UK unemployment increases for first time since 2013
- Credit: PA
The number of people out of work in the UK has increased for the first time in more than two years, official figures indicated today.
But the number of people claiming the main unemployment-related benefit continued to fall in most parts of Suffolk and north Essex last month.
Total unemployment rose by 15,000 to 1.85million in the three months to May, according to the latest figures from the Office for National Statistics (ONS), the first increase in the quarterly total since the three months to March 2013.
The narrower count of those eligible to claim the Jobseeker’s Allowance continued its long-term decline last month, falling by 2,500 compared with May to 751,500.
However, experimental statistics which also include the out-of-work element of claims for the Government’s new Universal Credit increased by 7,100 to 804,200 in June representing the first monthly increase in overall claims since October 2012.
Most parts of Suffolk saw a fall in Jobseeker’s Allowance claims, with the biggest declines, in each case cutting the local unemployment rate by 0.1 of a percentage point, coming in Suffolk Coastal, down 44 to 368 (a rate of 0.5%), and Waveney, down 37 to 1,069 (1.6%).
Smaller falls, relative to the size of the local workforce, left the jobless rate unchanged in Ipswich, down 46 to 1,885 (2.2%), Babergh, down 31 to 400 (0.8%), and St Edmundsbury, down 29 to 617 (0.9%).
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However, the count remained unchanged in Forest Heath at 300 (a rate of 0.7%) while in Mid Suffolk the total grew by 16 to 462 (leaving the rate unchanged at 0.8%).
It was a similar picture in north and mid Essex where the biggest fall came in Tendring, where the count fell by 83 to 1,713 and the rate by 0.2 to 2.2%.
There was 0.1 fall in the rate in Colchester, down 74 to 1,157 (1.0%), Chelmsford, down 27 to 1,320 (1.2%), and Uttlesford, down 18 to 273 (0.5%).
In Braintree, a fall of 49 to 1,070 left the rate unchanged at 1.2% while in Maldon the total edged two higher to 380, with the rate also unchanged, at 1.0%.
Nationally, the number of people in work during the three months to May fell by 67,000 compared with the previous quarter to 30.98m, the first quarterly fall since April 2013.
However, while the number of part-time workers fell by 97,000 the number of full-time workers increased by 30,000, the figures showed.
Youth unemployment (covering those aged 16 to 24) fell by 13,000 to 729,000 and long-term unemployment (those out of work for more than 12 months) fell by 53,000 to 570,000.
There was also further positive news on wages, with total average weekly earnings rising by 3.2% year-on-year in the three months to May, up from 2.7% in the three months to April.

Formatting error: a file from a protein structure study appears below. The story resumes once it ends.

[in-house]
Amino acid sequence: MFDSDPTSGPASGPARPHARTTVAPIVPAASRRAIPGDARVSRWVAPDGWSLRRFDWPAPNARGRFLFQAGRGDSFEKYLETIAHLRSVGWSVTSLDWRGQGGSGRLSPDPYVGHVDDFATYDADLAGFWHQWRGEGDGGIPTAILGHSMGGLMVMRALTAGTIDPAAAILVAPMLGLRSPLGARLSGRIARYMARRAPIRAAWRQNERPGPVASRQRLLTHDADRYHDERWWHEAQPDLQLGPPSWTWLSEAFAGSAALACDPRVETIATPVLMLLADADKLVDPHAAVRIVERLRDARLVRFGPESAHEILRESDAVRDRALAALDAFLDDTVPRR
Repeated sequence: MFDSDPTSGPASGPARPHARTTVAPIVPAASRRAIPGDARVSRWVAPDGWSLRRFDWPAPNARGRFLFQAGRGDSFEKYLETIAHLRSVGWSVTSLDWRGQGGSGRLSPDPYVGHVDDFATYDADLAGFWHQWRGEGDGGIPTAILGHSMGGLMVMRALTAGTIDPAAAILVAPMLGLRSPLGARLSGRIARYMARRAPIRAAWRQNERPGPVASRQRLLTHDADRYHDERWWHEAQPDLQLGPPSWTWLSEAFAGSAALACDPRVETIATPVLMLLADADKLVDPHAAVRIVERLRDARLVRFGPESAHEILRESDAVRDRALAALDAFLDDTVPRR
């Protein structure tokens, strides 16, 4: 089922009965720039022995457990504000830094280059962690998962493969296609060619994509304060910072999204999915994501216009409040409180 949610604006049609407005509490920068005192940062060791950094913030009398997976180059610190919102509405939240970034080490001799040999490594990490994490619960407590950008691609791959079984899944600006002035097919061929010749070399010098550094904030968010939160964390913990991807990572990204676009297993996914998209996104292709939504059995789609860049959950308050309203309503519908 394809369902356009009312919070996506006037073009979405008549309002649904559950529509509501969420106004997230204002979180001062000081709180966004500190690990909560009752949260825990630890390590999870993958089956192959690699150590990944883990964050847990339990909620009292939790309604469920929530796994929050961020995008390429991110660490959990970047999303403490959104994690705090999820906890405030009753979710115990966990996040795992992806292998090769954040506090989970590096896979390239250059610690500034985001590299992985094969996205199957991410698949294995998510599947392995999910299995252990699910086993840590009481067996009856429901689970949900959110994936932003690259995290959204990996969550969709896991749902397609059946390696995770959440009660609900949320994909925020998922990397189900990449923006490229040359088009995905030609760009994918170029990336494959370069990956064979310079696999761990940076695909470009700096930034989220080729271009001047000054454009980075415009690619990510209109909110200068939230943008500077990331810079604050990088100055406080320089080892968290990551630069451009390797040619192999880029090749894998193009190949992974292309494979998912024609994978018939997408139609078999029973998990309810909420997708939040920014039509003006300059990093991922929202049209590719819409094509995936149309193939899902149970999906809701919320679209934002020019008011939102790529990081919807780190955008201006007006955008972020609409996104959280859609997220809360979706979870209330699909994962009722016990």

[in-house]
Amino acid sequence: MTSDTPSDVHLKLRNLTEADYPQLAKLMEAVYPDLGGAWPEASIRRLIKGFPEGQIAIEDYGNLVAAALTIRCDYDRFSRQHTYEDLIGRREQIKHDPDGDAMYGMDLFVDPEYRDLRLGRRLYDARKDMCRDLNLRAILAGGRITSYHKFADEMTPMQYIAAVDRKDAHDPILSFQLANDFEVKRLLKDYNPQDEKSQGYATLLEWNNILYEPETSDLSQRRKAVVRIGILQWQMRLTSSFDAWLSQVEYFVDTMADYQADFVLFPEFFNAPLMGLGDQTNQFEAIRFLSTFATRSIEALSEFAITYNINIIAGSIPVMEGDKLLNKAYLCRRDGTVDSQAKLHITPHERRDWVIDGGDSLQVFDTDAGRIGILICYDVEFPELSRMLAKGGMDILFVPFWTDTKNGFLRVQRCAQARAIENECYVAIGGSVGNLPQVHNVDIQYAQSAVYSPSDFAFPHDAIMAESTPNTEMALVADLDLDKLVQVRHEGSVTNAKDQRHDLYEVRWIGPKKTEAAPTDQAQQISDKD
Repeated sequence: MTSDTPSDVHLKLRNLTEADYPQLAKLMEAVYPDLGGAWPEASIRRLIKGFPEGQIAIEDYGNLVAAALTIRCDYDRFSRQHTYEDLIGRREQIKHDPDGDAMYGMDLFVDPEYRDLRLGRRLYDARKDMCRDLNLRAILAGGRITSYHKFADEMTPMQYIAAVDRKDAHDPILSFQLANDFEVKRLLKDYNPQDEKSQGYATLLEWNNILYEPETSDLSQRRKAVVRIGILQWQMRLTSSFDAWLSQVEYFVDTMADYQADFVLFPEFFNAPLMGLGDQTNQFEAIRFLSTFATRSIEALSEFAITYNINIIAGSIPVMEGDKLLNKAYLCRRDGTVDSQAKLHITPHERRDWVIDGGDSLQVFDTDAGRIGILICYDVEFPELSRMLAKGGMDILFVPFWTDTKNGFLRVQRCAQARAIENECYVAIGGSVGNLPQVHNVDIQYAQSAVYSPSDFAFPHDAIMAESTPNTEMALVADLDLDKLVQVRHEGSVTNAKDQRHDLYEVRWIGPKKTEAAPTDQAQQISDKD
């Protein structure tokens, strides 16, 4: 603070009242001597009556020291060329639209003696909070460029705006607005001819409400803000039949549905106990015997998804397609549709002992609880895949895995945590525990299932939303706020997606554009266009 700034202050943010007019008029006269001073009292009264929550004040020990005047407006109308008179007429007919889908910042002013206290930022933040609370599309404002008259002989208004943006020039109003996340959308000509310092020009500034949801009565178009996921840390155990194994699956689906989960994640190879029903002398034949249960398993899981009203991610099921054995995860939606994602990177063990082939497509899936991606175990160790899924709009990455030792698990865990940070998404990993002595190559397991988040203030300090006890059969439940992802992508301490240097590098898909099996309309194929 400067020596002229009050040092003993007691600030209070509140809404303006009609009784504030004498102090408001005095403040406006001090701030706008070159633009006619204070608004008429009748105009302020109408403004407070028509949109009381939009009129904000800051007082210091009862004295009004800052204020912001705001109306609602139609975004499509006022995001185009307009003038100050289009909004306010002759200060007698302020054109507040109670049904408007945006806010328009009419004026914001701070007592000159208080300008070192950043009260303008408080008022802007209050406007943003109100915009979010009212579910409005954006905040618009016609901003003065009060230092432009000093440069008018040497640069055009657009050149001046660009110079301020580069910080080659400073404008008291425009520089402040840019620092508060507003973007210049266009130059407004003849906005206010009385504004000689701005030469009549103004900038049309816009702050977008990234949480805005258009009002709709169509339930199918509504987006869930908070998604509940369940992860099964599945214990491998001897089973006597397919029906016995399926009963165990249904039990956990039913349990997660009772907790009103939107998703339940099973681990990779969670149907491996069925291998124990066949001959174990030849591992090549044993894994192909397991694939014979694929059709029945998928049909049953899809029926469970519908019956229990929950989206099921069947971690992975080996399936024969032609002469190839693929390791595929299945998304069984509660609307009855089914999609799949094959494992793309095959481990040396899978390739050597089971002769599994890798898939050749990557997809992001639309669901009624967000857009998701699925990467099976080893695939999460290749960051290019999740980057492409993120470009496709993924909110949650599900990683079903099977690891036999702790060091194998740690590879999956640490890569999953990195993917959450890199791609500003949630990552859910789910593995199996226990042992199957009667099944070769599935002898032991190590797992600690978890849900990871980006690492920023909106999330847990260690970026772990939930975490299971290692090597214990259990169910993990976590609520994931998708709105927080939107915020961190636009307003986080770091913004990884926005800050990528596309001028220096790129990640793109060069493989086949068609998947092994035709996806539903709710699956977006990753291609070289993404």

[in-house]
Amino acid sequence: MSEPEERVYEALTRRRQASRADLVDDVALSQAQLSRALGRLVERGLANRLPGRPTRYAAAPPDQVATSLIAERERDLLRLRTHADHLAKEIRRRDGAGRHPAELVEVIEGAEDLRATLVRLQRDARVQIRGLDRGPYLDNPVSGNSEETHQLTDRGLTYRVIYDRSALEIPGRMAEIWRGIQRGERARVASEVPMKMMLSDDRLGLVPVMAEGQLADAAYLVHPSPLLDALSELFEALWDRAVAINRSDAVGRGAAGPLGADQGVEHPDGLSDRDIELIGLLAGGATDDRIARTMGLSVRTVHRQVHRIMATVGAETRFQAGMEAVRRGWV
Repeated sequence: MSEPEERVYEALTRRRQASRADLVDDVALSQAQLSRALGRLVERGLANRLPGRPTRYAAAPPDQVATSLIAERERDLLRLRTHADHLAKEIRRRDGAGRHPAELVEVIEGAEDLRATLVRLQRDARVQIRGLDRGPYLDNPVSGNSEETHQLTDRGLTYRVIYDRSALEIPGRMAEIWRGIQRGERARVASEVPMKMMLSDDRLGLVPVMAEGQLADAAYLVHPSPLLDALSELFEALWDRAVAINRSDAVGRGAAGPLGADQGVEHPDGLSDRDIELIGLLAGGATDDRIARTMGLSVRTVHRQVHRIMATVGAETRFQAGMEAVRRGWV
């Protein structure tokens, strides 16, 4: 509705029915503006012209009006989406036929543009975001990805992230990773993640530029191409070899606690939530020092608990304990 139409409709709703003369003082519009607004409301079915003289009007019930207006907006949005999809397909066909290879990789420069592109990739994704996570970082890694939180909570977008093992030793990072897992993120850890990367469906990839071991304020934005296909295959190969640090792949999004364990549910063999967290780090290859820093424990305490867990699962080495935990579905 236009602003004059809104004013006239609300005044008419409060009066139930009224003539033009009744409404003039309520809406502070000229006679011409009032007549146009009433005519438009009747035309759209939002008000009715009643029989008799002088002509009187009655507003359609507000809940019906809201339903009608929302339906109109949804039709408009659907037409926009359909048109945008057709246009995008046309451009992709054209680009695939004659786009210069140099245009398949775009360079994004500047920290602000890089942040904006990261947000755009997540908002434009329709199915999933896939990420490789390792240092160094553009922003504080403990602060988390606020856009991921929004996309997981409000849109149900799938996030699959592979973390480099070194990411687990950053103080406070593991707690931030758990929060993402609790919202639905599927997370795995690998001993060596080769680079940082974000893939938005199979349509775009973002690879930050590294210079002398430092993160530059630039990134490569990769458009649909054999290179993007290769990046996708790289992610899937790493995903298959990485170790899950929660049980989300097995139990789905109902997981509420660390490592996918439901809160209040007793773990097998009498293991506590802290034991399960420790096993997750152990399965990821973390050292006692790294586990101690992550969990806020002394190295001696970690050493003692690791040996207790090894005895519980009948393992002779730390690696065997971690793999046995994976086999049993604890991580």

It is the strongest rate since April 2010 and, with inflation hovering at around zero, it means that real terms pay is improving at a rate not seen for nearly eight years.
Regular pay, excluding bonuses, rose by a more modest 2.8%, but this was still the highest rate of increase since February 2009.
Possible reasons for the rise in unemployment include business uncertainty in the run-up to the General Election and a knock-on effect from the weaker-than-expected rate of economic growth in the opening months of 2015. However, statisticians were unable to comment on either theory.
ONS spokesman Nick Palmer said: “It’s possible that the rate of improvement in the labour market that we have seen over the last three years may have eased off, though it is too early to be certain.”
Today’s figures appear broadly neutral in terms of their implications for interest rates, with the increase in pay offsetting the fall in unemployment.
Yesterday, expectations about an increase in interest rates were heightened by comments from Bank of England governor Mark Carney, who said the timing of a rise was moving closer.
Vicky Redwood, chief UK economist at Capital Economics, said: “The soft tone of the latest UK labour market figures will temper expectations of a near-term rate rise following yesterday’s relatively hawkish comments by some MPC members including the Governor.
“Unemployment rose on both main measures. The claimant count was up by 7,000 in June, the first rise since 2012. And the ILO unemployment rate rose from 5.5% to 5.6%, driven by a 67,000 drop in employment in the three months to May.
“Admittedly, these changes aren’t too serious, especially given that surveys of employment intentions remain fairly strong. But this could be a further indication that the driver of economic growth is starting to shift from employment to productivity.
Meanwhile, the headline (three month average) rate of average earnings growth rose from 2.7% to 3.2% in May (consensus 3.3%). But the annual growth rate in fact nudged down from 2.7% to 2.6%. Excluding bonuses, growth ticked down from 2.8% to 2.7%. So there is no need for the MPC to panic about wage growth yet, especially given that the softer labour market activity shown today could act as a brake on pay growth.
“Although some members of the MPC are clearly ready to start voting for a rate rise soon, we don’t think that the economic data are strong enough to push a majority towards one yet,” she added.